When it comes to missing the point, it is hard to miss it harder or more intensely that in this piece from The Times’ Ruth Gledhill.
The two children chosen to front Richard Dawkins’s latest assault on God could not look more free of the misery he associates with religious baggage. With the slogan “Please don’t label me. Let me grow up and choose for myself”, the youngsters with broad grins seem to be the perfect advertisement for the new atheism being promoted by Professor Dawkins and the British Humanist Association.
The British Humanist Society have in the past run bus adverts proclaiming “There’s probably no God. Now stop worrying and enjoy your life.” Sick of adverts informing non-believers they were heading for hell, they decided to strike back in to defend the godless, moral majority.
At Christmas-time one year my daily newspaper, the Independent, was looking for a seasonal image and found a heart-warmingly ecumenical one at a school nativity play. The Three Wise Men were played by, as the caption glowingly said, Shadbreet (a Sikh), Musharraf (a Muslim) and Adele (a Christian), all aged four. Charming? Heart-warming? No, it is not, it is neither; it is grotesque […]
Imagine an identical photograph, with the caption changed as follows: “Shadbreet (a Keynesian), Musharaff (a Monetarist) and Adele (a Marxist), all aged four.” Wouldn’t this be a candidate for irate letters of protest? It certainly should be.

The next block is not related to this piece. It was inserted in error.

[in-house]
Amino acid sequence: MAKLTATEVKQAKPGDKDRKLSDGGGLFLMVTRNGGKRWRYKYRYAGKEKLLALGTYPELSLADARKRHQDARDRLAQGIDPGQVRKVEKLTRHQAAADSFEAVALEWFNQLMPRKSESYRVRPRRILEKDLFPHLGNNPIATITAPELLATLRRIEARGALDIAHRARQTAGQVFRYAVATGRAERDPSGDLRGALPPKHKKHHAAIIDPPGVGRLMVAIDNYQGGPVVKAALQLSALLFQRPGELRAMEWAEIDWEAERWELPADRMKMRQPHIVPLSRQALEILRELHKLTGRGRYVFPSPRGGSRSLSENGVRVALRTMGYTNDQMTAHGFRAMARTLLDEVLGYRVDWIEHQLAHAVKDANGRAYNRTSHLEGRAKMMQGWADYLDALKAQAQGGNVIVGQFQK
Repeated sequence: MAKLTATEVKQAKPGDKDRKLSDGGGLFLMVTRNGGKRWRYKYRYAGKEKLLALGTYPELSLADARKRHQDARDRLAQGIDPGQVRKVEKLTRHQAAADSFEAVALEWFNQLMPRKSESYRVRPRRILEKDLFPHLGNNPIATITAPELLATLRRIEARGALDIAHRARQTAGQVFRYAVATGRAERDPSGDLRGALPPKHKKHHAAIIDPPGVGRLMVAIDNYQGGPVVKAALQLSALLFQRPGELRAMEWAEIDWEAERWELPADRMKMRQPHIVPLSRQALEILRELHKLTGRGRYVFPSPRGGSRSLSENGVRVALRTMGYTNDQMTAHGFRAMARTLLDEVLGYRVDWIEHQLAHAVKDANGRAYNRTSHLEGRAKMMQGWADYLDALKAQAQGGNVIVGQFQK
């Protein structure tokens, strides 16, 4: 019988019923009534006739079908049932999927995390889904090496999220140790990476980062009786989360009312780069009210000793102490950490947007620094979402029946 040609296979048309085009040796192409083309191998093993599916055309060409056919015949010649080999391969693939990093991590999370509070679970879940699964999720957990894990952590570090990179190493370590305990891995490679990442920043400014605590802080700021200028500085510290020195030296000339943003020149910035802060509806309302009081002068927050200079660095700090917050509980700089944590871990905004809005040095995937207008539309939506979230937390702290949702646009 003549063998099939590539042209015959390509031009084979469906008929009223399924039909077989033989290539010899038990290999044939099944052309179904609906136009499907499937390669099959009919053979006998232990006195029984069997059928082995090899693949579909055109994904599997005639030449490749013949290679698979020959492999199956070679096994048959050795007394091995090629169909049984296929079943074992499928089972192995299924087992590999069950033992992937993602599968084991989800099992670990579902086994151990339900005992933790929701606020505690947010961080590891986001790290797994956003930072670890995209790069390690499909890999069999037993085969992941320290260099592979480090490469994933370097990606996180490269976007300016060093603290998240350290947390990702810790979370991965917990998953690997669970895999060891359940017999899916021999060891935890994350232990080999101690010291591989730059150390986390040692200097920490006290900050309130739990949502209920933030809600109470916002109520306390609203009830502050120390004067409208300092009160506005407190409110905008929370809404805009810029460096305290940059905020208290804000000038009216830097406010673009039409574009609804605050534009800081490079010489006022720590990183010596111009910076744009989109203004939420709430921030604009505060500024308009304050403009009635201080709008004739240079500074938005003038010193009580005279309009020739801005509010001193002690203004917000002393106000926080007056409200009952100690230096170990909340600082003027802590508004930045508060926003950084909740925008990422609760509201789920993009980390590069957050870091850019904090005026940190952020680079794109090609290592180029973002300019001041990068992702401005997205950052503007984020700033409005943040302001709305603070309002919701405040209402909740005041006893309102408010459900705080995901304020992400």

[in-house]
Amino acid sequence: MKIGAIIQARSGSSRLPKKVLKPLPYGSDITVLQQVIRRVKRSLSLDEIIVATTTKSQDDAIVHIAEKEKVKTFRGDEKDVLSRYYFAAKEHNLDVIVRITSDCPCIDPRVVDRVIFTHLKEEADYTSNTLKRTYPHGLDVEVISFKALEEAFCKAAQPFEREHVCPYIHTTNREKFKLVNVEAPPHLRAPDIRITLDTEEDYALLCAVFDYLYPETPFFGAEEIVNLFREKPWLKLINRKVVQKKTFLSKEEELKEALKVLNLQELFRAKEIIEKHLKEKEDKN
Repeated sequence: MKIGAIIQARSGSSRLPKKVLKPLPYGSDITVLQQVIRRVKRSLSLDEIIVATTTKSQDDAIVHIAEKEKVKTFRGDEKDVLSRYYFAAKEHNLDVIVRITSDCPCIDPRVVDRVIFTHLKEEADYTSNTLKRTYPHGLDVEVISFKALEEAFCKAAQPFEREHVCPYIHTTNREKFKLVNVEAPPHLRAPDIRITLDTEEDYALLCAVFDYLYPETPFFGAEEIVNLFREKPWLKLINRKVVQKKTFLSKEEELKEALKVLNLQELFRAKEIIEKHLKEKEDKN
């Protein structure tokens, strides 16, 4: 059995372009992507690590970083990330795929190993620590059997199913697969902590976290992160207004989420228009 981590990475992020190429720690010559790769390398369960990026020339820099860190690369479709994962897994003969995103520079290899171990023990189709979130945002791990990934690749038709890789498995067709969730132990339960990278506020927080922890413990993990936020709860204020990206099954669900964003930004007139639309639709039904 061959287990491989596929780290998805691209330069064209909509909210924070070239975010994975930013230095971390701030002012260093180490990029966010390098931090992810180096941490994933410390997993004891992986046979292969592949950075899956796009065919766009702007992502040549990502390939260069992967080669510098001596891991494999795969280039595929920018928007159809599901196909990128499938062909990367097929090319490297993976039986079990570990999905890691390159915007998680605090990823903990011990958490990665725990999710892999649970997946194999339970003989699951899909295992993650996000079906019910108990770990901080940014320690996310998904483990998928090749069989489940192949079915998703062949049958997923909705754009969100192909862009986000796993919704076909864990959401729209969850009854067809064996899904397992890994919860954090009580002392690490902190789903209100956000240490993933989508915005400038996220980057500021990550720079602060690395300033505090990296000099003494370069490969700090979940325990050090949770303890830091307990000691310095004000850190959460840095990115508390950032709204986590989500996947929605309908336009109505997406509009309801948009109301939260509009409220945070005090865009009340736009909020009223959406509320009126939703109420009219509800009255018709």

Children are innocent, they are yet to develop the power to choose for themselves, and so it is unfair to arbitrarily label them with the philosophical beliefs of their parents. Nothing controversial here, not least if you’re a Baptist.
This campaign has generated a lot of hot air from morons comparing Dawkins to Stalin and Hitler. But little can compare to the utter lunacy, the true idiocy of the Times today.
The headlines says it all really. In bold type across a page is emblazoned: Children who front Richard Dawkins’ atheist ads are evangelicals.
No. They aren’t. They are children. Let me reiterate once again; if these children cannot be Monetarists or Marxists then they cannot be evangelicals.
This is the whole point of the campaign! And for around 700 words Ruth Gledhill misses this point, again and again and again.
She even quotes a demolition of her argument:
The British Humanist Association said that it did not matter whether the children were Christians [LO: they are not Christian]. “That’s one of the points of our campaign,” said Andrew Copson, the association’s education director[LO: Well, duh!].
Not only that, but her sub-editor thought this piece was cogent enough to be put on page seven. Her editor thought it was worthy of printing at all. It is not worth the fish and chip wrapping it is printed on (in fact, I don’t think I’d want my chips wrapped in a turd sandwich like this).
This argument falls over before it is even put up. It is a nonsense which is deconstruction by twelve words from the Humanist Society and the picture of a cute, philosophically agnostic 8 year old.
Not that Ruth Gledhill knows that. Oh no, she’s just written a terribly clever article for The Times.